Dutch go to provincial polls after Utrecht shooting horror

Dutch Prime Minister Mark Rutte (left) and Minister for Justice and Security Ferd Grapperhaus speak to the press following a shooting in Utrecht, The Netherlands on March 18, 2019.
Dutch Prime Minister Mark Rutte (left) and Minister for Justice and Security Ferd Grapperhaus speak to the press following a shooting in Utrecht, The Netherlands on March 18, 2019.PHOTO: EPA-EFE

THE HAGUE (AFP) - Dutch voters on Wednesday (March 20) head to provincial polls billed as a referendum on Prime Minister Mark Rutte's policies, after a campaign overshadowed by a possible terror attack on a tram.

Right-wing parties pushed the issue of integration back to the foreground as the country reeled from Monday's shooting in the city of Utrecht, for which a Turkish-born man has been arrested.

The Dutch ballot will be widely watched abroad as a bellwether for European Parliament elections in May, in which populist parties are expected to make broad gains.

Following the Utrecht attack, almost all political parties halted campaigning for the elections - which are for provincial bodies but determine the composition of the Dutch senate or upper house of Parliament.

Only the populist, anti-EU Forum for Democracy (FvD), led by Mr Thierry Baudet, continued with a rally in the Hague's seaside suburb of Scheveningen, drawing sharp criticism from lawmakers.

The young and telegenic Baudet accused Mr Rutte's government of "naive" immigration policies and told the crowd that a "change of course is needed, otherwise this is going to happen more often in the Netherlands".

Rutte referendum

Polls show centre-right premier Rutte's four-party coalition - which currently carries a slender one-seat senate majority - is headed for major losses when the senate seats are decided.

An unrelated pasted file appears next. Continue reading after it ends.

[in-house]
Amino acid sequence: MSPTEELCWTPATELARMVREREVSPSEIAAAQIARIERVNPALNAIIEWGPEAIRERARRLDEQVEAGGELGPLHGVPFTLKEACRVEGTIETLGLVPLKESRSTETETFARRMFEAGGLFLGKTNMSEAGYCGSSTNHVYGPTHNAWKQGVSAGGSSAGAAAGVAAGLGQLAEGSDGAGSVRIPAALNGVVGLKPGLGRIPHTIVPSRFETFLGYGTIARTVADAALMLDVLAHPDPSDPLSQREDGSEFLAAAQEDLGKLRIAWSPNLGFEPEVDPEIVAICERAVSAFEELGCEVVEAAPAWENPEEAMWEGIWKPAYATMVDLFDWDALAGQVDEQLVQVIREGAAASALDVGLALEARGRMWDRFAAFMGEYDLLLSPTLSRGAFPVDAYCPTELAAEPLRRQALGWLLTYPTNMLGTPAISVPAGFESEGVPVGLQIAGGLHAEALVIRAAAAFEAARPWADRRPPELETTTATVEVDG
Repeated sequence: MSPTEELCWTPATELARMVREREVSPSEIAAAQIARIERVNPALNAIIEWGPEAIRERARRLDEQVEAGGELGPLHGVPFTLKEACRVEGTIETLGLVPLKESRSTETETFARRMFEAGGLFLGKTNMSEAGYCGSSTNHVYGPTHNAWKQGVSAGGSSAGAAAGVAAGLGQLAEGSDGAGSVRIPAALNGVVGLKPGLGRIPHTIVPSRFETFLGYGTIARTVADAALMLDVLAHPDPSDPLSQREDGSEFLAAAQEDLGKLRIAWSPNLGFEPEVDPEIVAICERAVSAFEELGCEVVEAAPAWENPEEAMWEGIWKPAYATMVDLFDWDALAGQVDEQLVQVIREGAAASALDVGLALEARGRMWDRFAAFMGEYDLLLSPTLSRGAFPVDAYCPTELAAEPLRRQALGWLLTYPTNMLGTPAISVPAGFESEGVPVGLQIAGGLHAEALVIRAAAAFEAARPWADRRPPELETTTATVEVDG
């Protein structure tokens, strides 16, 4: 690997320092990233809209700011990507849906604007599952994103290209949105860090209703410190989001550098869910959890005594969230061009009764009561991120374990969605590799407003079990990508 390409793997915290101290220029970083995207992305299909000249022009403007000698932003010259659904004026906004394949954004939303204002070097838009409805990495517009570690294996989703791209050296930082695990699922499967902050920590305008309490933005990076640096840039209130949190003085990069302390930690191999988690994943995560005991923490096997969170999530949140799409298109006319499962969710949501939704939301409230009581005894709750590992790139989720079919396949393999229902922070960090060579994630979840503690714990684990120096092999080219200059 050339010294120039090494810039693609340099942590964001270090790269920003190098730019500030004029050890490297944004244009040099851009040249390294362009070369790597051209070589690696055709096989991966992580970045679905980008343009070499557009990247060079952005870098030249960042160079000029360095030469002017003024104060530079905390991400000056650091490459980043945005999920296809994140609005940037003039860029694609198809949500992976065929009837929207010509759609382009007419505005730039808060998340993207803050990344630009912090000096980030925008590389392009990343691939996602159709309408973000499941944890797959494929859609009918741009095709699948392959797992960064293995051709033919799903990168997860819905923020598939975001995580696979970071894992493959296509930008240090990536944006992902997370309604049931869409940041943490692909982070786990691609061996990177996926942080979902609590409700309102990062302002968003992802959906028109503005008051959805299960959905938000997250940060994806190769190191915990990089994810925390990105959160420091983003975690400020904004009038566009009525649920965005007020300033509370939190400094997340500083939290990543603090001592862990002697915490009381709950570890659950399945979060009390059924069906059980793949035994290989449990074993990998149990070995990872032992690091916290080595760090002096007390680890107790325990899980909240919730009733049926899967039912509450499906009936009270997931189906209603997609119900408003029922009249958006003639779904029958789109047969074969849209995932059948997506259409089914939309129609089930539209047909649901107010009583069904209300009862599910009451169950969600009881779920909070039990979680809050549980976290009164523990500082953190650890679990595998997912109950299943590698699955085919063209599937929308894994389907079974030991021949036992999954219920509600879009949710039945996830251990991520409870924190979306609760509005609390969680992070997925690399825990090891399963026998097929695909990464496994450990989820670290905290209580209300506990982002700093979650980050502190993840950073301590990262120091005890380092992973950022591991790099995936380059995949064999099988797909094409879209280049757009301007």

The head of the Dutch socialist party has called the vote a "Rutte referendum", although Mr Rutte has said he will not step down if his coalition loses its majority and therefore needs help to drive through laws.


Mr Rutte has been in power for eight years, and after playing a key role in Brexit negotiations has widely been tipped to take up a top EU post in Brussels when the current set-up led by Mr Jean-Claude Juncker steps down later this year.

Dutch newspapers predicted that GroenLinks - the leftist ecological party led by Mr Jesse Klaver, a politician best known abroad for his strong resemblance to Canadian Prime Minister Justin Trudeau - was set to make gains and become a potential senate kingmaker.

Meanwhile, Mr Baudet's party could threaten the anti-Islam Freedom Party of bleached blonde far-right leader Geert Wilders, which has traditionally attracted hardliners in the Netherlands.

But in a development that would be watched with alarm across Europe ahead of the European elections, the two hardline Dutch parties could together form the second biggest bloc in the senate.

The Utrecht attack and the arrest of the Turkish suspect proved the perfect fodder for both parties.


Mr Baudet's refusal to stop campaigning on Monday drew bitter condemnation from various MPs including Mr Rob Jetten, leader of the left-leaning progressive D66 party - a partner in Mr Rutte's coalition - who called the action "disgusting".

Mr Baudet, known for his controversial statements such as "women in general excel less in jobs and have less ambition", defended his actions, telling reporters that "many of the reactions seemed a bit put-on and don't seem genuine".

Often seen as relatively minor compared to general elections for the lower house of Parliament, which last took place in 2017, the Dutch provincial elections are still significant, observers said.

Voters can elect some 570 representatives to the country's 12 provinces, who will in turn decide on May 27 who sits in the 75-seat Dutch upper house.

Previously seen as something of a rubber-stamp body, the Dutch Senate in recent years has become a political battleground, as it has the final say whether to pass laws formulated by MPs in the lower house.

Polls say Mr Rutte's coalition partners - D66 and the Christian Democrats (CDA) - could drop as many as 10 seats.

Losing the majority will see the coalition lead by Mr Rutte's centre-right VVD party having to find other opposition partners to get laws passed, opening the door to potential kingmaker roles.

Turnout for provincial polls is traditionally low, standing at 56 per cent in 2011 and almost 48 per cent in 2015 as opposed to national elections, with a turnout of 82 per cent in 2017.